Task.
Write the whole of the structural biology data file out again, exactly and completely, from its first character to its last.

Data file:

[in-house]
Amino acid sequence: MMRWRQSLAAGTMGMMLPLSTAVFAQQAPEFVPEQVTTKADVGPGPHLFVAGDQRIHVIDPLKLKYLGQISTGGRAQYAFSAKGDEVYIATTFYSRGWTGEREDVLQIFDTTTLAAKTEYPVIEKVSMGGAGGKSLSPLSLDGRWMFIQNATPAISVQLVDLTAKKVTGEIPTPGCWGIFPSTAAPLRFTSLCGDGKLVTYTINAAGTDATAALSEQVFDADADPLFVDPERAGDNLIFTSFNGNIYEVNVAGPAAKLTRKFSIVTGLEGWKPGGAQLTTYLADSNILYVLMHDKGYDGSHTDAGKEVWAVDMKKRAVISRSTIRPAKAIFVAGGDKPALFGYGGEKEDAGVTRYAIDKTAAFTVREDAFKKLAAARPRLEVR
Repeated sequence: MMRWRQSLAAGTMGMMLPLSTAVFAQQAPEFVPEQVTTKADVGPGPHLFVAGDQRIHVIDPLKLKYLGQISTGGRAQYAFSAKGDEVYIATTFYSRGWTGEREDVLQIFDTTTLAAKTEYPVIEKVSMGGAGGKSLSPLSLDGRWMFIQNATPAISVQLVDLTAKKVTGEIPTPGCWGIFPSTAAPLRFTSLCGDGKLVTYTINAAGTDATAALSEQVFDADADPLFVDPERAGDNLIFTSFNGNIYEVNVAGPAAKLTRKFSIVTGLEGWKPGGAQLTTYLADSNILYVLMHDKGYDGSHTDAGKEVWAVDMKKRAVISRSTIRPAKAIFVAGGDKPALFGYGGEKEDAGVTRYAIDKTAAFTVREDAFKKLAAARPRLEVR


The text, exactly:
[in-house]
Amino acid sequence: MMRWRQSLAAGTMGMMLPLSTAVFAQQAPEFVPEQVTTKADVGPGPHLFVAGDQRIHVIDPLKLKYLGQISTGGRAQYAFSAKGDEVYIATTFYSRGWTGEREDVLQIFDTTTLAAKTEYPVIEKVSMGGAGGKSLSPLSLDGRWMFIQNATPAISVQLVDLTAKKVTGEIPTPGCWGIFPSTAAPLRFTSLCGDGKLVTYTINAAGTDATAALSEQVFDADADPLFVDPERAGDNLIFTSFNGNIYEVNVAGPAAKLTRKFSIVTGLEGWKPGGAQLTTYLADSNILYVLMHDKGYDGSHTDAGKEVWAVDMKKRAVISRSTIRPAKAIFVAGGDKPALFGYGGEKEDAGVTRYAIDKTAAFTVREDAFKKLAAARPRLEVR
Repeated sequence: MMRWRQSLAAGTMGMMLPLSTAVFAQQAPEFVPEQVTTKADVGPGPHLFVAGDQRIHVIDPLKLKYLGQISTGGRAQYAFSAKGDEVYIATTFYSRGWTGEREDVLQIFDTTTLAAKTEYPVIEKVSMGGAGGKSLSPLSLDGRWMFIQNATPAISVQLVDLTAKKVTGEIPTPGCWGIFPSTAAPLRFTSLCGDGKLVTYTINAAGTDATAALSEQVFDADADPLFVDPERAGDNLIFTSFNGNIYEVNVAGPAAKLTRKFSIVTGLEGWKPGGAQLTTYLADSNILYVLMHDKGYDGSHTDAGKEVWAVDMKKRAVISRSTIRPAKAIFVAGGDKPALFGYGGEKEDAGVTRYAIDKTAAFTVREDAFKKLAAARPRLEVR